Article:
Jonathan Glazer’s Bizarre, Ambitious Under the Skin Is Not For Everyone

Some viewers will be intoxicated by Under the Skin, while others might run screaming from the theater.

Some viewers will be intoxicated by Under the Skin, while others might run screaming from the theater. Such a polarizing reaction shouldn’t surprise British director Jonathan Glazer (Sexy Beast), whose bizarre, genre-bending mood piece generates some consistently powerful imagery even if it’s never clear exactly what the film trying to say.

Under the Skin is bleak and difficult to watch at times — certainly not traditional escapist fare — yet also intellectually challenging and visually stimulating for those with patience. Scarlett Johansson stars as an unnamed female alien landing in Scotland, whose cold and calculating primary task is to seduce unsuspecting hitchhikers by asking for directions. Once she gets them in her plain white van, she takes them into her mind-bending world that combines elements of fantasy and reality, causing them to disappear. Other human interactions demonstrate a similar lack of emotional recognition or empathy.

The deliberately paced, high-minded film frequently borders on self-indulgence. Its uneven and episodic structure works better in spurts than as a whole. But it’s so physically and emotionally raw, so vibrant and original, that its flaws are easier to overlook. The dialogue is sparse in the ambiguous script by rookie screenwriter Walter Campbell — based on a book by Dutch novelist Michel Faber — and when the characters do speak, most of them do so in thick Scottish accents that aren’t easily decipherable. Sometimes it feels like a tease with its frustrating aloofness, along with its head-scratching narrative detours, including a sequence in which the main character slowly eats and chokes on a slice of cake in a restaurant without further explanation. The film feels like an experiment that always straddles the line between provocative and pretentious, but at feature length, that sort of strategy becomes tedious.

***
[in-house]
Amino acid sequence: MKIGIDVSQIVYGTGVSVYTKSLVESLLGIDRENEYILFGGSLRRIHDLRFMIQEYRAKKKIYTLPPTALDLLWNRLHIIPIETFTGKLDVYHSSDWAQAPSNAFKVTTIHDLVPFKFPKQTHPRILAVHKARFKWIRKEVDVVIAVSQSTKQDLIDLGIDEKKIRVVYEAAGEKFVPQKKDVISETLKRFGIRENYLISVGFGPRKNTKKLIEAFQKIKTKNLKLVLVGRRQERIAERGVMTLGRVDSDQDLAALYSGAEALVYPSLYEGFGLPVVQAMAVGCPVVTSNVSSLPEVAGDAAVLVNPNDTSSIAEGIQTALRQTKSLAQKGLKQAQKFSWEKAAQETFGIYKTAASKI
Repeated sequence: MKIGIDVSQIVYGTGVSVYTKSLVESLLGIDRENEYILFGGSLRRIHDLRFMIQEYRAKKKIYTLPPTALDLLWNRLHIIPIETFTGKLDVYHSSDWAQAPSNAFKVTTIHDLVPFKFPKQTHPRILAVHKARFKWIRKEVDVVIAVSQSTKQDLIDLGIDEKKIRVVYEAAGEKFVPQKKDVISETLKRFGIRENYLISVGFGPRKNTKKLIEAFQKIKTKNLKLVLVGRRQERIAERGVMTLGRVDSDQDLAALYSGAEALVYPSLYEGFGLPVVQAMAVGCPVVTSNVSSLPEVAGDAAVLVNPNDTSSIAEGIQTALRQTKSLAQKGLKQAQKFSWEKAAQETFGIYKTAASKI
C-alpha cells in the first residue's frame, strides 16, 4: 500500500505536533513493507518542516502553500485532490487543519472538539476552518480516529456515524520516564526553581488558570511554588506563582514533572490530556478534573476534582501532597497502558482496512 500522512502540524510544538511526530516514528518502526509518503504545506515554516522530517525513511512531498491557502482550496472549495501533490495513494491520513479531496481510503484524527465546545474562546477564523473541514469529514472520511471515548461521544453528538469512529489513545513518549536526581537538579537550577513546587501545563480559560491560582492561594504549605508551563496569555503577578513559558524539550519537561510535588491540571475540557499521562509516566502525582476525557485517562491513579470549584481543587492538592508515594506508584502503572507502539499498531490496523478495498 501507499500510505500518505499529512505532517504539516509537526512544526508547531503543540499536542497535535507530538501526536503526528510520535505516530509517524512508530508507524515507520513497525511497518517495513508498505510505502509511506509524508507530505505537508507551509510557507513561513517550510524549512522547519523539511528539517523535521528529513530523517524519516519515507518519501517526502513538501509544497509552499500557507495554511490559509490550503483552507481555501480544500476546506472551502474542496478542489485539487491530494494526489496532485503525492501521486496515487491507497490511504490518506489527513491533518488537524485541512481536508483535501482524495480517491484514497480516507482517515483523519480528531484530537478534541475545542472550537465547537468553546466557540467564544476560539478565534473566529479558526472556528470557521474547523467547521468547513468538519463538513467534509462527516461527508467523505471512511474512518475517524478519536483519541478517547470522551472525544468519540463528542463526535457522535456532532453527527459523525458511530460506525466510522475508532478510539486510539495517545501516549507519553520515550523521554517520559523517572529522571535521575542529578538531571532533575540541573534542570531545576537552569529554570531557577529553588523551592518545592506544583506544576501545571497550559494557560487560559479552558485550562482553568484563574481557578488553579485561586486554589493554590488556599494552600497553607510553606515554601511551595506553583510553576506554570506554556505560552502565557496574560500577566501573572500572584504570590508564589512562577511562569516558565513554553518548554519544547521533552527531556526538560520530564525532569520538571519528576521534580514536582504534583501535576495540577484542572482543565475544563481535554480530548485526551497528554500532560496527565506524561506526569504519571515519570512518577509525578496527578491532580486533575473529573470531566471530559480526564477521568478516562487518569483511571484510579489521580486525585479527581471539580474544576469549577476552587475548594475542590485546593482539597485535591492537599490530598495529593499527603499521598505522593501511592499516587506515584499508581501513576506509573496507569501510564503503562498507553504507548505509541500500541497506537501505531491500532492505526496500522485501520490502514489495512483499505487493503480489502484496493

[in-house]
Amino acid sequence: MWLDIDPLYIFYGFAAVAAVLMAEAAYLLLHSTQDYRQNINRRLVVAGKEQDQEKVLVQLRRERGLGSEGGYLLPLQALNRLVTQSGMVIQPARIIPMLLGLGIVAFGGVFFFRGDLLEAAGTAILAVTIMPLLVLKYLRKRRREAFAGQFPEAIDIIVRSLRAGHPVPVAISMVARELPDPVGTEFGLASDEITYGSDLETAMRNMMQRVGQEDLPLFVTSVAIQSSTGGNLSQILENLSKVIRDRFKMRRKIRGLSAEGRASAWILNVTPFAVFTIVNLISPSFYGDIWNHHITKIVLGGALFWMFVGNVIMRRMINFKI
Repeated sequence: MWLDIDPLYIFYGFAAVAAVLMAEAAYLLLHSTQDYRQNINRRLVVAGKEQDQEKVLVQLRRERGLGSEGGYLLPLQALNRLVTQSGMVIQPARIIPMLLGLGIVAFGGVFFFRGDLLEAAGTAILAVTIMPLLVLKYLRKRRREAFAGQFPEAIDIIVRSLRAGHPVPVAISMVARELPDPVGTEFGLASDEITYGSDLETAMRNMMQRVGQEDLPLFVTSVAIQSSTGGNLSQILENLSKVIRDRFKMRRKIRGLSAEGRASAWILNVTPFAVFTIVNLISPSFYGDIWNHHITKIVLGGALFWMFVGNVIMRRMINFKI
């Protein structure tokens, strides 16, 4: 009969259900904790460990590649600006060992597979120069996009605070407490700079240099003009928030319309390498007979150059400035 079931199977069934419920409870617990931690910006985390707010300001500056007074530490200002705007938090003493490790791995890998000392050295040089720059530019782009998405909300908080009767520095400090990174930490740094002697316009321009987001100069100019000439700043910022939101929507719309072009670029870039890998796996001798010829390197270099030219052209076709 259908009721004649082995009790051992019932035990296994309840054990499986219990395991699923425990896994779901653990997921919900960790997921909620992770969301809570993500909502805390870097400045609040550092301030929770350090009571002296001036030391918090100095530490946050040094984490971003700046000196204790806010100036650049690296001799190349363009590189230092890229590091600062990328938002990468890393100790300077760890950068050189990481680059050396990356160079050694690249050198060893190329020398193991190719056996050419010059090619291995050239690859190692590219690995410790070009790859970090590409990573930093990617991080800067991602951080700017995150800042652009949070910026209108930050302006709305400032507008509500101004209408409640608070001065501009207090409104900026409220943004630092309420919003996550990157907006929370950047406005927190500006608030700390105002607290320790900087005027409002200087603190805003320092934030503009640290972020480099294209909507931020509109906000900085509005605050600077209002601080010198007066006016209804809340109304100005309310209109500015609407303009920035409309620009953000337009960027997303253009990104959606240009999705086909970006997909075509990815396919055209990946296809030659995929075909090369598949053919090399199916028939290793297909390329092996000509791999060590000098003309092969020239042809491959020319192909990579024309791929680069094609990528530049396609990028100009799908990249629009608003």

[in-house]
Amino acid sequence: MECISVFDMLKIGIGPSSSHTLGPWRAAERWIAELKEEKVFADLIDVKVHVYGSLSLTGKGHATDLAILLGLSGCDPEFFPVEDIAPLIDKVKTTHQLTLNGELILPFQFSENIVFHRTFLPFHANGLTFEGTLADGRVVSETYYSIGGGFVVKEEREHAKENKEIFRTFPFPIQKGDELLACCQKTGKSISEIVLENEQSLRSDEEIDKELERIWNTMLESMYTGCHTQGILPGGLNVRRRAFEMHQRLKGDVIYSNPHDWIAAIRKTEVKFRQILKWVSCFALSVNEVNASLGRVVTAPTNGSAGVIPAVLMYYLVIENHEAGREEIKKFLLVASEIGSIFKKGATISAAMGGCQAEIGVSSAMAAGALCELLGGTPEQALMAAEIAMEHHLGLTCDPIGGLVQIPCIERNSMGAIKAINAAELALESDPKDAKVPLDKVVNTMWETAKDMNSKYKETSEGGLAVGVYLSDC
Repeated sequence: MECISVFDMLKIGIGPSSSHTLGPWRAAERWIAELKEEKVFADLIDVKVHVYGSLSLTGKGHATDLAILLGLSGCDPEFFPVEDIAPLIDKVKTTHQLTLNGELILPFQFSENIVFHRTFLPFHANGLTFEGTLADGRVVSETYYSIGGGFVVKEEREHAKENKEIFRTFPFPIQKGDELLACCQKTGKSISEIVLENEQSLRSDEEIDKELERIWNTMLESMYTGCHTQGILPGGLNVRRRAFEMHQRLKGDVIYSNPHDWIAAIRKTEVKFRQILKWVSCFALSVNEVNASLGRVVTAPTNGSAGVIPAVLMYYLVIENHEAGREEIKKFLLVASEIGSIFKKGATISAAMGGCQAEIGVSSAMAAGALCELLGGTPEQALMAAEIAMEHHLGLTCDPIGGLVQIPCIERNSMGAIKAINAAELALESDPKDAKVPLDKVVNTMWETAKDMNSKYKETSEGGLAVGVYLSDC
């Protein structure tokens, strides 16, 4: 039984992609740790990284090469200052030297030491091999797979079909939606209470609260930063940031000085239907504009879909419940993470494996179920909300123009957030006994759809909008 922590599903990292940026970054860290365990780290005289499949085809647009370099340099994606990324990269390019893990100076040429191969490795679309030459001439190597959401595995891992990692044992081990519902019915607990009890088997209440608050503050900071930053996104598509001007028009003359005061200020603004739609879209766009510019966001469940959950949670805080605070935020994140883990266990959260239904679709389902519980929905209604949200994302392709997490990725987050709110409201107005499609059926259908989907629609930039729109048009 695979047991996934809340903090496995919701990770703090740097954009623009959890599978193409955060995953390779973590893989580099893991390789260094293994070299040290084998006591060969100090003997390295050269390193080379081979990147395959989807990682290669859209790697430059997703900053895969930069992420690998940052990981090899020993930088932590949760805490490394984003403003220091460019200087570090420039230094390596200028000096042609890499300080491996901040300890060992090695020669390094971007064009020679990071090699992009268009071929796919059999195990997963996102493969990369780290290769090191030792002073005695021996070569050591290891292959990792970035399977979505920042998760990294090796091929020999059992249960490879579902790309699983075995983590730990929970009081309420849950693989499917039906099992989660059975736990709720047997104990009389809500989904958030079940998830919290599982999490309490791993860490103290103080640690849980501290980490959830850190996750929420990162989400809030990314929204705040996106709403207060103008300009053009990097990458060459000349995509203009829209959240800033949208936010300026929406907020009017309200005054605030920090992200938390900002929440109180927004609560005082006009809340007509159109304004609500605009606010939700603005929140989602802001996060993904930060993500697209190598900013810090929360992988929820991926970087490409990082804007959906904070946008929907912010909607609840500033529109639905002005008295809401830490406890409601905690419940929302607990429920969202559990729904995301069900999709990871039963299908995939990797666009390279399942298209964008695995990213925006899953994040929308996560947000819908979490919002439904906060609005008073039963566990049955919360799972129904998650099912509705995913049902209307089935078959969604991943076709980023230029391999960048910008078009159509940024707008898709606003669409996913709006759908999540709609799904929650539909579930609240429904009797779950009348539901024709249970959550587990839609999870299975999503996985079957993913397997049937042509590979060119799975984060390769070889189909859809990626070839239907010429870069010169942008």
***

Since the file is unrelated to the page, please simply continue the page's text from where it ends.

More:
Under the Skin deals with themes of gender roles, sexuality and intimacy, in a way that’s more unsettling than titillating. Give Johansson credit for audacity in her mostly non-verbal performance, which relies heavily on facial expressions and body language as she moves from one liaison to the next. Dark and mysterious, the film forces moviegoers out of their comfort zone and is not for all tastes. Yet by the end, at least it gets under the skin of both its characters and the audience.